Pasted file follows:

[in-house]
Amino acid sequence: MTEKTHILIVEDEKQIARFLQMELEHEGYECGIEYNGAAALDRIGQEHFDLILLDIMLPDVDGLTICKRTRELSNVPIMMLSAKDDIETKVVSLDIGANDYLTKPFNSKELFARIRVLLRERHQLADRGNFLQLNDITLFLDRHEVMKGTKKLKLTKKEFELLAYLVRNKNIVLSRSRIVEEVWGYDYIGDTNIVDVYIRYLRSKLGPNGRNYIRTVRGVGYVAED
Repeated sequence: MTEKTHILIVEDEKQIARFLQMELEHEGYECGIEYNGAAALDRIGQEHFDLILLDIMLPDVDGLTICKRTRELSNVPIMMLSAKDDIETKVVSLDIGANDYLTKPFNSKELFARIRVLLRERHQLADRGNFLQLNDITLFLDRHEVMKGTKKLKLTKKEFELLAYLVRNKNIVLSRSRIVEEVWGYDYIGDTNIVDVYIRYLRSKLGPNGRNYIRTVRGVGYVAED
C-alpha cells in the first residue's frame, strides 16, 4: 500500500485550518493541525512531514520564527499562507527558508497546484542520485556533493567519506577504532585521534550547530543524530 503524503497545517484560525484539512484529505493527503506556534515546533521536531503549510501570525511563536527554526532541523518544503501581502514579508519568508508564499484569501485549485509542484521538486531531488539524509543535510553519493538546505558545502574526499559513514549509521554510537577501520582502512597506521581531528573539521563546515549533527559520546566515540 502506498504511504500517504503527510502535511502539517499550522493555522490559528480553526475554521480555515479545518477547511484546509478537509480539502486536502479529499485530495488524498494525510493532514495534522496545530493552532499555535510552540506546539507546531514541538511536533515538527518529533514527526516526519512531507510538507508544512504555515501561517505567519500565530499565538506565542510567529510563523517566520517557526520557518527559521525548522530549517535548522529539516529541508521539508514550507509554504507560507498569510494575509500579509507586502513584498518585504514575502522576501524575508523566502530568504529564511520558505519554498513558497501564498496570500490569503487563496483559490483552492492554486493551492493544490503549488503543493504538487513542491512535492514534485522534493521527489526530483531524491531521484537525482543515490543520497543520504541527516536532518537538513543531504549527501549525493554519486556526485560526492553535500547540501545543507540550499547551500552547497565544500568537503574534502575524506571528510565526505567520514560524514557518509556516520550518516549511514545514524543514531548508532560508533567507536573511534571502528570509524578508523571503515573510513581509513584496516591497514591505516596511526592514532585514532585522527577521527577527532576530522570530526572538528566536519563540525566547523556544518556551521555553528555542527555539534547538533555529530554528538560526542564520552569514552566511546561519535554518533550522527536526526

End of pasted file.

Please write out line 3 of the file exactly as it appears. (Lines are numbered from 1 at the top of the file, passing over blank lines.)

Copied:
Repeated sequence: MTEKTHILIVEDEKQIARFLQMELEHEGYECGIEYNGAAALDRIGQEHFDLILLDIMLPDVDGLTICKRTRELSNVPIMMLSAKDDIETKVVSLDIGANDYLTKPFNSKELFARIRVLLRERHQLADRGNFLQLNDITLFLDRHEVMKGTKKLKLTKKEFELLAYLVRNKNIVLSRSRIVEEVWGYDYIGDTNIVDVYIRYLRSKLGPNGRNYIRTVRGVGYVAED